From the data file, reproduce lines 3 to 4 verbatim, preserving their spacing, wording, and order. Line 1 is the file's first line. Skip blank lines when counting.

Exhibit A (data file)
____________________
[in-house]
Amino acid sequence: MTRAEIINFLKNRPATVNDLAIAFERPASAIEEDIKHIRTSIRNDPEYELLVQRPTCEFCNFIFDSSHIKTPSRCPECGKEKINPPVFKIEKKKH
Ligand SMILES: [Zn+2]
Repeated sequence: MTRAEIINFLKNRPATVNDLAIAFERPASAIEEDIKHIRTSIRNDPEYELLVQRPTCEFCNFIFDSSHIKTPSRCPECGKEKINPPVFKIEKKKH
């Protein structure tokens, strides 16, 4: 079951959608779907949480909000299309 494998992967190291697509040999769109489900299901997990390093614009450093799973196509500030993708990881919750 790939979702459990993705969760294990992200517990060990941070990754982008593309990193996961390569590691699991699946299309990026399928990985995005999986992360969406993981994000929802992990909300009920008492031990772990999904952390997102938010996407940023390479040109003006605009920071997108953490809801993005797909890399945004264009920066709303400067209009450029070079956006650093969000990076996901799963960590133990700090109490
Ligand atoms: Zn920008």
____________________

Ligand SMILES: [Zn+2]
Repeated sequence: MTRAEIINFLKNRPATVNDLAIAFERPASAIEEDIKHIRTSIRNDPEYELLVQRPTCEFCNFIFDSSHIKTPSRCPECGKEKINPPVFKIEKKKH